Peach ‘Audiopeach’ (Epic/Mute, 1997)

Aside from its troubling “what if?” premise, two things stayed with me about the 1998 film ‘Sliding Doors’, and neither of these were Gwyneth Paltrow’s British accent. The first was John Hannah explaining that we are born with a full and comprehensive knowledge of The Beatles’ lyrics. The second was the inclusion of ‘On My Own’ by Peach on its soundtrack.

Fronted by vocalist Lisa Lamb and arising from a dance-oriented one-off project called Neuronic, the other members of Peach were former B-Movie guitarist Paul Statham and S’Express producer Pascal Gabriel.

The trio were already known to me due to my ongoing obsession with all things released by Mute. I’d acquired two of their singles – ‘On My Own’ and ‘From This Moment On’ – from a stall in the central courtyard at the University of Essex, where I was studying. Those two singles were both poignant, heartbreaking songs. Each and every synth sound seemed to be freighted with heavy emotion, while Lamb’s vocal was as devastating and stirring as the very best torch singers. 

It took me a long time before I purchased ‘Audiopeach’, regrettably the only album that Lamb, Statham and Gabriel ever recorded together. A sticker on the front of my CD tells me I bought this from a branch of Cash Converters. I don’t remember which, but I do remember playing it and feeling a little like it was too adjacent to the upbeat Europop dominating parts of the 1990s musical landscape at the time. It went into the rack and there it languished until a few years ago, when I was preparing to chat to Gabriel about his Stubbleman project.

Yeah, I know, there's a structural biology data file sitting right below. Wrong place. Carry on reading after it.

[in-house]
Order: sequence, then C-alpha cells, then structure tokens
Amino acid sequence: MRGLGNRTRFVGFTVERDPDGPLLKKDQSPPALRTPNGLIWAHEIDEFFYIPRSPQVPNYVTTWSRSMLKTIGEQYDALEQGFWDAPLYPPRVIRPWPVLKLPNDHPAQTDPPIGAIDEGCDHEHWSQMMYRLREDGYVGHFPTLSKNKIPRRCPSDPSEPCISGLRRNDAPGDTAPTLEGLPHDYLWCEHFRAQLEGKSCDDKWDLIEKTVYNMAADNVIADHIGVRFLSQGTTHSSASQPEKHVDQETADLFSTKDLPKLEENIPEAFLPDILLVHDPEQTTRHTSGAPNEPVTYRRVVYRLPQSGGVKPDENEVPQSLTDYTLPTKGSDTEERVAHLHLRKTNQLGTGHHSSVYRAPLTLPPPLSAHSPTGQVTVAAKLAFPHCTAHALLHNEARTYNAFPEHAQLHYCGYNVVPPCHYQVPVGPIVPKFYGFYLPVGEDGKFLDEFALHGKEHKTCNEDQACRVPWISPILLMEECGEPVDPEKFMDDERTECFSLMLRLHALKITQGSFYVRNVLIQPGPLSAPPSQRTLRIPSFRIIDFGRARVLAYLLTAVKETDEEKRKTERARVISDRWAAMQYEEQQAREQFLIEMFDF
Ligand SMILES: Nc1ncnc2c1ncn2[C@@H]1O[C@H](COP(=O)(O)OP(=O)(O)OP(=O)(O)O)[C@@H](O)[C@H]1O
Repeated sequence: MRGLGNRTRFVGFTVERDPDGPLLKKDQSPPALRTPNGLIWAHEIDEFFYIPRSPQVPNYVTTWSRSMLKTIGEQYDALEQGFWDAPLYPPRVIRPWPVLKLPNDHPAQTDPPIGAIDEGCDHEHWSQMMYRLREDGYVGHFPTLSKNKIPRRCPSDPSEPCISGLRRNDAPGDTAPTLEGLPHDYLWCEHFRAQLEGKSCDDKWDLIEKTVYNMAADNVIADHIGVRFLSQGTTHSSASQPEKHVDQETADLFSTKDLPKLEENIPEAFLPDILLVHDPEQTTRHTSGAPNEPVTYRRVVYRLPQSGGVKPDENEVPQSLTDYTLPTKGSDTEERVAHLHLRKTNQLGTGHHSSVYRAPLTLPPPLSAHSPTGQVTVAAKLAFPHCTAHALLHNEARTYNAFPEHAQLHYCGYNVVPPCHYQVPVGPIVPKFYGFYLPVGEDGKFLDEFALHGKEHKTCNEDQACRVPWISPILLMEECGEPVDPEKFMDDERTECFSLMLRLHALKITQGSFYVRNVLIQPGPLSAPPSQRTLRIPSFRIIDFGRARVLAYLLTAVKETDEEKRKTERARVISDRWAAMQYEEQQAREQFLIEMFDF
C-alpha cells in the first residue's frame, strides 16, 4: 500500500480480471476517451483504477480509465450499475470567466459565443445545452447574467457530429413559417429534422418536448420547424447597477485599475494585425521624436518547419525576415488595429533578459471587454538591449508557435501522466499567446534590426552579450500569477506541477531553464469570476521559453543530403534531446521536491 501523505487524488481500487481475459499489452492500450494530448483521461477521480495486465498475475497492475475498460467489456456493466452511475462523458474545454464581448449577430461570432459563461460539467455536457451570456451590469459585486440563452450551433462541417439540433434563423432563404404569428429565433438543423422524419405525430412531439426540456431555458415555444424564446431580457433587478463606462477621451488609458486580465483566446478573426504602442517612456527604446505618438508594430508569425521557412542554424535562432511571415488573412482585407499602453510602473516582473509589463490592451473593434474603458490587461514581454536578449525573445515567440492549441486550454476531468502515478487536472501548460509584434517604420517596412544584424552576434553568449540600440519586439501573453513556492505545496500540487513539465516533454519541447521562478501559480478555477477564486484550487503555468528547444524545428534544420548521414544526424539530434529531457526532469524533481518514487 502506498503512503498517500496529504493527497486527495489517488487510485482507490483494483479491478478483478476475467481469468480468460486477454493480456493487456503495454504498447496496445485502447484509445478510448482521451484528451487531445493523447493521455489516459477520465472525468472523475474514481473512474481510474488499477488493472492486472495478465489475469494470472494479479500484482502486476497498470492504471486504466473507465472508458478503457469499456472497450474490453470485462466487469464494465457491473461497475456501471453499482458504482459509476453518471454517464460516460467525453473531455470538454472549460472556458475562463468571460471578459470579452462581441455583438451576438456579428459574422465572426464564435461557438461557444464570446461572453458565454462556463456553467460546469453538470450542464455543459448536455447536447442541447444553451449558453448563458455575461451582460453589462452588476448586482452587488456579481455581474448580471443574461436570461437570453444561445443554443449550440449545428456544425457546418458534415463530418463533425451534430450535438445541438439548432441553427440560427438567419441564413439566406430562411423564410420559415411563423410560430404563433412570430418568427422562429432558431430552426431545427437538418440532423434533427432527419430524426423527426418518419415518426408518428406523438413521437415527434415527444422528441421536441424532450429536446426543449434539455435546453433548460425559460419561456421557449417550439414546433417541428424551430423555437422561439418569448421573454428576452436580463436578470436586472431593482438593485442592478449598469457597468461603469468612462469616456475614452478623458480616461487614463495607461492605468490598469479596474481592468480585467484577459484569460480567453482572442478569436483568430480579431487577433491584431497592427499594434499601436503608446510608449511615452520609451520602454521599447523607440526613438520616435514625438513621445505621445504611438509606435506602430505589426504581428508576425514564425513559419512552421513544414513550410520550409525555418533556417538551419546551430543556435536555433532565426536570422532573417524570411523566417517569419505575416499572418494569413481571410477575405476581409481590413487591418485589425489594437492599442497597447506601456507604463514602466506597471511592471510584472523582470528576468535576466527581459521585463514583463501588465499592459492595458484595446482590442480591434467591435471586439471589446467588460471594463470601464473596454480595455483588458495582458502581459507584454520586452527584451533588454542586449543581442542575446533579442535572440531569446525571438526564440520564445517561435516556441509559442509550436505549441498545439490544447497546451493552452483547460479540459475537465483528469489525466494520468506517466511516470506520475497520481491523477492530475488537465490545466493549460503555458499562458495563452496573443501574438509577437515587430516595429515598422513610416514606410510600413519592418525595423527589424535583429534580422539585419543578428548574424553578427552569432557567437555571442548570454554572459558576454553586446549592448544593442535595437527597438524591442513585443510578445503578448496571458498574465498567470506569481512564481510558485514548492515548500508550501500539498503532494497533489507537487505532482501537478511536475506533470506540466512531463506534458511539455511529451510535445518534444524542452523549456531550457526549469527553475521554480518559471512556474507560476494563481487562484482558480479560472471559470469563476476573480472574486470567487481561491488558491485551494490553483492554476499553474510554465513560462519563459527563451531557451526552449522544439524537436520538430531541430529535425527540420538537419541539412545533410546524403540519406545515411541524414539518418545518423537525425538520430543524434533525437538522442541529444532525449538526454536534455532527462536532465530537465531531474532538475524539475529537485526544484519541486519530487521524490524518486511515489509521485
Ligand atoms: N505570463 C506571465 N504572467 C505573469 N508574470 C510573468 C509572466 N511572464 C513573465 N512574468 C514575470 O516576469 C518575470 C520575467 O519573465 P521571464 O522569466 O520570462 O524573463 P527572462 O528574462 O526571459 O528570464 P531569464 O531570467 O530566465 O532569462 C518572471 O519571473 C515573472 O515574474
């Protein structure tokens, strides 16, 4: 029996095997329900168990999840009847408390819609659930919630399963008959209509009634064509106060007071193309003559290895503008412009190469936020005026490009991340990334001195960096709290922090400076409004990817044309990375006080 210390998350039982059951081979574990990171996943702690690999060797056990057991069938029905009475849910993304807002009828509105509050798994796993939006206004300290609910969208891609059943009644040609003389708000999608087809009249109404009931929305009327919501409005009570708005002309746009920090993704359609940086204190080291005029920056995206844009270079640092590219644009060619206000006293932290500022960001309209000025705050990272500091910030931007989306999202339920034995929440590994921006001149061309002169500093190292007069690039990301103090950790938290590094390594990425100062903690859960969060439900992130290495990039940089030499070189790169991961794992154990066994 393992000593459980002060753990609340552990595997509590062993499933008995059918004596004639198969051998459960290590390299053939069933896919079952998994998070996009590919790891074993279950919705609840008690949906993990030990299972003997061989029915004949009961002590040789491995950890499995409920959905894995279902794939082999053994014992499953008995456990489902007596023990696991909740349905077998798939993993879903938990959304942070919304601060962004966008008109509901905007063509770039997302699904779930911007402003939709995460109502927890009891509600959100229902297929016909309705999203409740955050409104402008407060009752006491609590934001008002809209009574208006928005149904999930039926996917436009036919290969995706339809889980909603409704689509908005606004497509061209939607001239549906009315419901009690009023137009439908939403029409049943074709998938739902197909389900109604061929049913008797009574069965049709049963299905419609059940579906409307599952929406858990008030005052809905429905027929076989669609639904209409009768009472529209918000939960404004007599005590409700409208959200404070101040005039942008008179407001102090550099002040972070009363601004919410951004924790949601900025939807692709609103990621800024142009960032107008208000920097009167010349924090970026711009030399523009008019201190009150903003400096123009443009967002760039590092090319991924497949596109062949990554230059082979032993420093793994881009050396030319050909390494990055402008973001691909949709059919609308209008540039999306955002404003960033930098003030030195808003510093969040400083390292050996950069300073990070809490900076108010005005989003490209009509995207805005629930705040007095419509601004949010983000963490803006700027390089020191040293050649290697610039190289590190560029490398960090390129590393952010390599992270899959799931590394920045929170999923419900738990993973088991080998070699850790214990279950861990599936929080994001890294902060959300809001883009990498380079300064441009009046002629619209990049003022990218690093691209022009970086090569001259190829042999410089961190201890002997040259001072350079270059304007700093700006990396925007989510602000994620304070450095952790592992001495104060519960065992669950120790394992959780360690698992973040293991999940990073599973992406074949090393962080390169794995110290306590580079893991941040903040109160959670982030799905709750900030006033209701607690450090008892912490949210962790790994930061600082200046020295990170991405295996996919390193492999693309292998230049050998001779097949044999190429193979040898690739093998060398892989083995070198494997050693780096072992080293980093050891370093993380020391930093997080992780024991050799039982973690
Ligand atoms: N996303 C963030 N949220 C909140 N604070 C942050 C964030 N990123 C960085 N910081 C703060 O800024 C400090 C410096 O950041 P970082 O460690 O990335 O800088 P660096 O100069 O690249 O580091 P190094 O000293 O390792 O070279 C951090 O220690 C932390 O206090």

Something that I’d have previously overlooked on a first listen, like ‘Deep Down Together’ with its thunderously hard 4/4 rhythms, sinewy ‘I Feel Love’ synth sequence and soulful backing vocals from Billy Mackenzie, connects with me in a different way today. I hear rapture and euphoria, passion and urgency, nuance and subtlety where I previously only heard the urgent grid of beats. Elsewhere, the impassioned highlight that is ‘Perfect World’ rests atop a chunky break and jangly Balearic guitars, the perfect vehicle for an understated vocal from Lamb concerned with hurt and rejection.

Key to this album is undoubtedly its highly detailed production ethic – intricate Spector-esque layering, an ABBA-ish proficiency for heart-wrenching key changes – qualities that Statham and Gabriel would apply liberally to the artists they went on to work with. Any of the tracks could have been pop hits at the time. That they weren’t remains a mystery, and that Peach didn’t record a follow-up is an absolute tragedy.

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